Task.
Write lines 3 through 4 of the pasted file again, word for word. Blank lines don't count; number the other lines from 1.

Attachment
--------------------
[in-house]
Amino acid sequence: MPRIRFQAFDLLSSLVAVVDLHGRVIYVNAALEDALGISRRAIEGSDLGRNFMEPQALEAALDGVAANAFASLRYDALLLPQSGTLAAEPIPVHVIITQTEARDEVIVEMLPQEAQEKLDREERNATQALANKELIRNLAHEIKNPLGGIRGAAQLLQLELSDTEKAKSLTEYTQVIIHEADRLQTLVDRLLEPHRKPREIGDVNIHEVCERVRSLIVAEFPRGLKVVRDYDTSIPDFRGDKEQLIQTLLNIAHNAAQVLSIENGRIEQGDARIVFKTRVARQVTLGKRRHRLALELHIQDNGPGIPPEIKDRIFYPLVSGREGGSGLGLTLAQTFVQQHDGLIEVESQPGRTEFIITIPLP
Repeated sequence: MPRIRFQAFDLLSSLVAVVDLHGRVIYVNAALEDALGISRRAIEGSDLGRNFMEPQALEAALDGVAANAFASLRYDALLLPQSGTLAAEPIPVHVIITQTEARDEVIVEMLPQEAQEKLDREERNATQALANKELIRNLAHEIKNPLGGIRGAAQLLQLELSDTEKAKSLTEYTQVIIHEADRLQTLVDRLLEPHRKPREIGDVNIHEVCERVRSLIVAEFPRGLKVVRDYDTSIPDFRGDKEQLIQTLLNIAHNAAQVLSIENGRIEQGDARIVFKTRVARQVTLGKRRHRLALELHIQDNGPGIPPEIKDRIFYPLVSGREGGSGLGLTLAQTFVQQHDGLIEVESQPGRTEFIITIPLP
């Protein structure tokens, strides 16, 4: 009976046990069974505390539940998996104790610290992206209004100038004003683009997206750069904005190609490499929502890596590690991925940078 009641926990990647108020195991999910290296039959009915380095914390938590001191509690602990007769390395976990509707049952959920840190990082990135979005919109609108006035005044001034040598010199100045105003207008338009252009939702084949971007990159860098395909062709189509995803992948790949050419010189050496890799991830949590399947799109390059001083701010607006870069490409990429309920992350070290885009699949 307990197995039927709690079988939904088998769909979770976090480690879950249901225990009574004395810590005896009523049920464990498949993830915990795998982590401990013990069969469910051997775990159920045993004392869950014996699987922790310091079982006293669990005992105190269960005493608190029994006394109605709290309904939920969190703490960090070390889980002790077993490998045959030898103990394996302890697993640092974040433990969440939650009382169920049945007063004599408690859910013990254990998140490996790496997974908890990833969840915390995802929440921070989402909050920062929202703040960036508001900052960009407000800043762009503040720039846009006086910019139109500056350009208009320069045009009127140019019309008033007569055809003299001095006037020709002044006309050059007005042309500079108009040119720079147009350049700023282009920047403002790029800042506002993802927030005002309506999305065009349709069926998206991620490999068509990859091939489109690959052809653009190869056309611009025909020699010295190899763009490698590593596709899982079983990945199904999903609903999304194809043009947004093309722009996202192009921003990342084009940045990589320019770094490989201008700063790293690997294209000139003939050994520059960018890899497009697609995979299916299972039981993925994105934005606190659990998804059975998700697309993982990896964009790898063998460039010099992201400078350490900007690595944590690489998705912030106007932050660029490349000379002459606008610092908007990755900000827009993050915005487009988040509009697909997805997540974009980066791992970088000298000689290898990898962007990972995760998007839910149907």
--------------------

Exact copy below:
Repeated sequence: MPRIRFQAFDLLSSLVAVVDLHGRVIYVNAALEDALGISRRAIEGSDLGRNFMEPQALEAALDGVAANAFASLRYDALLLPQSGTLAAEPIPVHVIITQTEARDEVIVEMLPQEAQEKLDREERNATQALANKELIRNLAHEIKNPLGGIRGAAQLLQLELSDTEKAKSLTEYTQVIIHEADRLQTLVDRLLEPHRKPREIGDVNIHEVCERVRSLIVAEFPRGLKVVRDYDTSIPDFRGDKEQLIQTLLNIAHNAAQVLSIENGRIEQGDARIVFKTRVARQVTLGKRRHRLALELHIQDNGPGIPPEIKDRIFYPLVSGREGGSGLGLTLAQTFVQQHDGLIEVESQPGRTEFIITIPLP
């Protein structure tokens, strides 16, 4: 009976046990069974505390539940998996104790610290992206209004100038004003683009997206750069904005190609490499929502890596590690991925940078 009641926990990647108020195991999910290296039959009915380095914390938590001191509690602990007769390395976990509707049952959920840190990082990135979005919109609108006035005044001034040598010199100045105003207008338009252009939702084949971007990159860098395909062709189509995803992948790949050419010189050496890799991830949590399947799109390059001083701010607006870069490409990429309920992350070290885009699949 307990197995039927709690079988939904088998769909979770976090480690879950249901225990009574004395810590005896009523049920464990498949993830915990795998982590401990013990069969469910051997775990159920045993004392869950014996699987922790310091079982006293669990005992105190269960005493608190029994006394109605709290309904939920969190703490960090070390889980002790077993490998045959030898103990394996302890697993640092974040433990969440939650009382169920049945007063004599408690859910013990254990998140490996790496997974908890990833969840915390995802929440921070989402909050920062929202703040960036508001900052960009407000800043762009503040720039846009006086910019139109500056350009208009320069045009009127140019019309008033007569055809003299001095006037020709002044006309050059007005042309500079108009040119720079147009350049700023282009920047403002790029800042506002993802927030005002309506999305065009349709069926998206991620490999068509990859091939489109690959052809653009190869056309611009025909020699010295190899763009490698590593596709899982079983990945199904999903609903999304194809043009947004093309722009996202192009921003990342084009940045990589320019770094490989201008700063790293690997294209000139003939050994520059960018890899497009697609995979299916299972039981993925994105934005606190659990998804059975998700697309993982990896964009790898063998460039010099992201400078350490900007690595944590690489998705912030106007932050660029490349000379002459606008610092908007990755900000827009993050915005487009988040509009697909997805997540974009980066791992970088000298000689290898990898962007990972995760998007839910149907």